Recently released Shuttle Tracker a new public beta, called “the new Shuttle Tracker”, with a major new feature: location data from the crowd. Shuttle Tracker, a website that has been mapping and tracking RPI’s shuttles since 2009, is one of the oldest projects developed by the Rensselaer Center for Open Source. Polytechnic school interviewed the Shuttle Tracker team about the new features of the Tracker.
Highlighting the changes, project manager Gabriel Jacoby-Cooper ’24 explained the reason for the improved Shuttle Tracker by giving the example of a student running to catch a shuttle, only to find out “that [data] that was two minutes ago, [and] by the time you get off it’s already passed – sucks and we want to fix that. As mentioned by Jacoby-Cooper, the GPS data collected by Shuttle Tracker from campus shuttles is only updated every few minutes. The Shuttle Tracker team plans to solve this problem by using “the GPS hardware that is already in every pocket: their cell phones.” By creating native apps for iOS and Android, [we] will allow users to contribute to better location accuracy for all users. Jacoby-Cooper also pointed out that the app for iOS is already in beta and can be downloaded– while its Android counterpart is still under development. He explained that the two apps will strive for feature parity, which means the two different platforms will hopefully have the same capabilities.
The issue of privacy and security has arisen with the use of location data. When asked about this, the Shuttle Tracker team explained some design considerations implemented to address these concerns. For example, Shuttle Tracker only tracks user location data when the user presses the “Board Bus” button on the app and ends when the user presses the “Leave Bus” button. User location data, which is sent every five seconds, is not directly linked to a specific individual, as only an instance-specific random ID is sent to the server, which is used to track expiration. Datas. In addition, data points longer than 30 seconds are automatically deleted. Shuttle Tracker also has an internal policy against using third-party APIs, aside from necessary APIs like Apple Maps and Google Maps to display data, and instead aims to keep everything in-house. For the curious, further details can be found in the Shuttle Tracker app, which displays an explanation of all data collected by the app and the policy for collecting and processing that data.
The new Shuttle Tracker also has additional design and functionality changes currently in beta. In particular, the beta version’s web interface is significantly less cluttered and more useful. The Shuttle Tracker team explained that this change was a direct result of user feedback, as most users use the website on their mobile devices, which have a smaller screen. The new Shuttle Tracker also strives to deliver a native user experience using Apple Maps for Apple devices and Google Maps for Android devices. Algorithmically, the new Shuttle Tracker now tries to assess the quality of the location data and indicates this to the end user by displaying red and green buttons, with green indicating high quality data and red indicating low data. quality. The Shuttle Tracker team says this feature will become significantly more important as more and more users start providing location data.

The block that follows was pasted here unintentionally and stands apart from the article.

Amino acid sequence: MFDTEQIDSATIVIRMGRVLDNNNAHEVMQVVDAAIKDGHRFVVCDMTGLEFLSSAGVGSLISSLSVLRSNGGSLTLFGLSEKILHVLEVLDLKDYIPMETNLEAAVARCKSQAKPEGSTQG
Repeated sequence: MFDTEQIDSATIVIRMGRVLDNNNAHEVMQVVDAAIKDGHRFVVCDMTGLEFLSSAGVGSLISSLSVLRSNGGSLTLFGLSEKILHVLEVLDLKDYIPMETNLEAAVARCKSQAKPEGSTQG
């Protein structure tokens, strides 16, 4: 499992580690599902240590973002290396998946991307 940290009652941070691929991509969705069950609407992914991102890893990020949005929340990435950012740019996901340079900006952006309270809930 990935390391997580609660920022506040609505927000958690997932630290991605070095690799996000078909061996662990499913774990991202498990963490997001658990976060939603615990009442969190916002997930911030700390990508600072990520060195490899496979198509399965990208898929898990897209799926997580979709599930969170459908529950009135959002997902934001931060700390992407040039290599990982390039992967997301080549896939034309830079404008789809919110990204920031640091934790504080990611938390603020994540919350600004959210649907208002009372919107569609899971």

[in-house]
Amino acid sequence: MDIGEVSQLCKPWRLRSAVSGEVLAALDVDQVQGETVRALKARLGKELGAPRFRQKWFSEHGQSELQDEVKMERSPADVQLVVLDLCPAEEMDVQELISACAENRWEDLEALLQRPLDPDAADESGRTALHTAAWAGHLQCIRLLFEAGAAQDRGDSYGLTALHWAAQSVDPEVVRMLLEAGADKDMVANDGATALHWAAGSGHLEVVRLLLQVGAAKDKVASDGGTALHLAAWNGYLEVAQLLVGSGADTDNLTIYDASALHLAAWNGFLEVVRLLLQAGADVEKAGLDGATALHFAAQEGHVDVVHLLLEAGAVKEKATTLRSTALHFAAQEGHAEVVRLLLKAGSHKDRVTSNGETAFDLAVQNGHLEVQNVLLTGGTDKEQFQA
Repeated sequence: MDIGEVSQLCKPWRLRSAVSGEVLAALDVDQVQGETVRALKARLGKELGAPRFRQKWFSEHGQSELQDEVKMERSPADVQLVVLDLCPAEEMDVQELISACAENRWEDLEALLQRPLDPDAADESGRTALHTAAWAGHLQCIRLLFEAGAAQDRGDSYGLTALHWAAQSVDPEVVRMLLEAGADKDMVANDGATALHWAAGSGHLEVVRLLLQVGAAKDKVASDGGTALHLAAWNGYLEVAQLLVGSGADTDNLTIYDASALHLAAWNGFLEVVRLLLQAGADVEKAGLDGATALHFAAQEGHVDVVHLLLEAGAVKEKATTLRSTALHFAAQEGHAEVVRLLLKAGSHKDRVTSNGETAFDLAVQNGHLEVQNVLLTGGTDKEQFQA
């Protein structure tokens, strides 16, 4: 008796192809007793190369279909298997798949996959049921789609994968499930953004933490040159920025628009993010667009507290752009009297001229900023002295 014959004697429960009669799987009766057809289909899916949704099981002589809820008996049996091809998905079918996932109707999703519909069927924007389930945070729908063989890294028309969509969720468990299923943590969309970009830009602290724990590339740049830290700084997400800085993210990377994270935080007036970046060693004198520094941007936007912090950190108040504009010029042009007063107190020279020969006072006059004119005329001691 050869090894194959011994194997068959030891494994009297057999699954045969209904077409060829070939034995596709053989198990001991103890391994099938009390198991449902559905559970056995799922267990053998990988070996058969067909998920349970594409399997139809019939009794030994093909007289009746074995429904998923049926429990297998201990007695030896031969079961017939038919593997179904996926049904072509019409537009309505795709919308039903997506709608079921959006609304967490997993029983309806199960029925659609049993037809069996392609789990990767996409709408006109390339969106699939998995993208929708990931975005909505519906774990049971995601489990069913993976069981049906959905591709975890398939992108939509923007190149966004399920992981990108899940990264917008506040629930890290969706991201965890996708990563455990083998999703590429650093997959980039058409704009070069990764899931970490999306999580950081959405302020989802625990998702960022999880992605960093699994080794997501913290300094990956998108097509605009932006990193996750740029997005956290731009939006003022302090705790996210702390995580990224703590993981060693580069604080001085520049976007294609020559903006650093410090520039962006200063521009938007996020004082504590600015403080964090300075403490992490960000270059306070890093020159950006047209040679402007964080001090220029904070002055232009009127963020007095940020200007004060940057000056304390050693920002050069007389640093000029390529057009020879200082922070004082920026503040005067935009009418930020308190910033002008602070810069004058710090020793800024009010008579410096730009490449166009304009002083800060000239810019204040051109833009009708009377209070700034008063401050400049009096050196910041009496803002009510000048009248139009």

In the future, Shuttle Tracker plans to implement Application extracts on iOS and Instant apps on Android that would allow Shuttle Tracker to run temporarily on a user’s device without needing to be installed in order to increase the adoption of the crowdsourcing feature. However, the team emphasizes that this would require obtaining approval from the Bureau of Parking and Transportation to display the necessary QR codes or NFC tags at shuttle stops. The team is also actively exploring ways to get users to use location tracking, such as community milestones or, with user permission, leaderboards. One feature that was removed in the beta is directional data to indicate where the shuttle is heading. The team explained that this feature will likely return in future updates.
Some users may have noticed that the new Shuttle Tracker has been activated and deactivated several times with the old version of Shuttle Tracker as the active version on the Shuttle Tracker site. Asked about this, Jacoby-Cooper cited internal politics as the main reason, explaining that “Shuttle Tracker is an RCOS project, but it is not independently managed…[it] is managed by the student government, in particular, the WebTech committee …[and] they had some issues with the old Shuttle Tracker and wanted us to redirect to the new one… Later they fixed something with the old Shuttle Tracker, and they asked us to remove the redirect.
He explained that the beta version of Shuttle Tracker will eventually replace the older version, pending bug fixes and improvements such as compatibility with older web browsers. The beta version of Shuttle Tracker also encountered reliability issues on the server side. However, the team emphasizes that these types of issues are to be expected, are actively managed, and do not impact functionality because the old Shuttle Tracker remains active.
Asked about RCOS in general, Jacoby-Cooper said, “RCOS is awesome,” adding that “Shuttle Tracker is a great testament to the strength of RCOS… In many schools, the cool projects that students build for other students. die quickly as soon as they graduate… Projects are transmitted formally [here]. The Shuttle Tracker team encourages anyone interested in programming to join RCOS while specifically welcoming any new potential members. If anyone is interested in joining RCOS, meetings are held at Sage on Tuesdays and Fridays from 4 p.m. at 6:00 p.m. for the specific project they are interested in. RCOS is also available to obtain academic credits when registering for courses.